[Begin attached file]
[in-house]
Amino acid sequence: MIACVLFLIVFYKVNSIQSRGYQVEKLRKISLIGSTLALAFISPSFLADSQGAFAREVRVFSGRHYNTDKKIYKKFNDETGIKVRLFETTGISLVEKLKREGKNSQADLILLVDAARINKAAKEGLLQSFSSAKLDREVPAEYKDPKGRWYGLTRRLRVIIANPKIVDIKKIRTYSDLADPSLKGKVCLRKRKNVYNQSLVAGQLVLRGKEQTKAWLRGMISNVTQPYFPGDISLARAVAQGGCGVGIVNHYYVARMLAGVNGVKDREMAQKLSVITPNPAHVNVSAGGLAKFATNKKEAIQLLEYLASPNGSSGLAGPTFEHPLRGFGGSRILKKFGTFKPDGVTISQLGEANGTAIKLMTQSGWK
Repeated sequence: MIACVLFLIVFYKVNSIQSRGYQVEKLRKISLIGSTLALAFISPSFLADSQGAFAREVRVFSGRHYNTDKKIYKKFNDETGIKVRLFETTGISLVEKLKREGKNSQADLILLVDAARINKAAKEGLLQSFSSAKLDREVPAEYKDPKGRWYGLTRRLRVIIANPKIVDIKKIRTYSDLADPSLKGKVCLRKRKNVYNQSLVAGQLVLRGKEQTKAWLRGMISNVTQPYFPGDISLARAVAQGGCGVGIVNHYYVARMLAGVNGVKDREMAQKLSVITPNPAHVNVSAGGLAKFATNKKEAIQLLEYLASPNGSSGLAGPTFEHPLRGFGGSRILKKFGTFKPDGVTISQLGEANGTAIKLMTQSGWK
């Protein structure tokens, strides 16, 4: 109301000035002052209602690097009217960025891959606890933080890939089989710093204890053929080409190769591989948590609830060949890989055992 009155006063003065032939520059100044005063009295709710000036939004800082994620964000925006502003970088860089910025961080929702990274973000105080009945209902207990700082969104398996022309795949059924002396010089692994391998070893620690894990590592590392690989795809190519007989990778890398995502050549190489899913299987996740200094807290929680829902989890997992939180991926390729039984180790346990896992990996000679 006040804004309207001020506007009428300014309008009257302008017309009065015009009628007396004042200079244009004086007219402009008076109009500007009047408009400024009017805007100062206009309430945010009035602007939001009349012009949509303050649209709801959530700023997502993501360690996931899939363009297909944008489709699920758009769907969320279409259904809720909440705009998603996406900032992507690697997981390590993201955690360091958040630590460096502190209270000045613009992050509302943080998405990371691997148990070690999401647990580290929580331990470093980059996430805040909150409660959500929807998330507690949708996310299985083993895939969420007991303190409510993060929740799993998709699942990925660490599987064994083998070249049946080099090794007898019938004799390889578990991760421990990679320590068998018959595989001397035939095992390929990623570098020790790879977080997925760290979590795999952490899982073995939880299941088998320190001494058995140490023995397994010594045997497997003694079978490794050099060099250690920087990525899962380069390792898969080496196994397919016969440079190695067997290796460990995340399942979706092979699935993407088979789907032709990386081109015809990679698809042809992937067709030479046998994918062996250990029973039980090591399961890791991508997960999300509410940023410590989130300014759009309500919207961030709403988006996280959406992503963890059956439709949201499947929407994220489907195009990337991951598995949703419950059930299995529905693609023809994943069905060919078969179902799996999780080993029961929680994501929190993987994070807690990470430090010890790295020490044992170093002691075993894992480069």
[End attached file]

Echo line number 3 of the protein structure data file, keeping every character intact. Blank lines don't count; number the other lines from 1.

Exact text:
Repeated sequence: MIACVLFLIVFYKVNSIQSRGYQVEKLRKISLIGSTLALAFISPSFLADSQGAFAREVRVFSGRHYNTDKKIYKKFNDETGIKVRLFETTGISLVEKLKREGKNSQADLILLVDAARINKAAKEGLLQSFSSAKLDREVPAEYKDPKGRWYGLTRRLRVIIANPKIVDIKKIRTYSDLADPSLKGKVCLRKRKNVYNQSLVAGQLVLRGKEQTKAWLRGMISNVTQPYFPGDISLARAVAQGGCGVGIVNHYYVARMLAGVNGVKDREMAQKLSVITPNPAHVNVSAGGLAKFATNKKEAIQLLEYLASPNGSSGLAGPTFEHPLRGFGGSRILKKFGTFKPDGVTISQLGEANGTAIKLMTQSGWK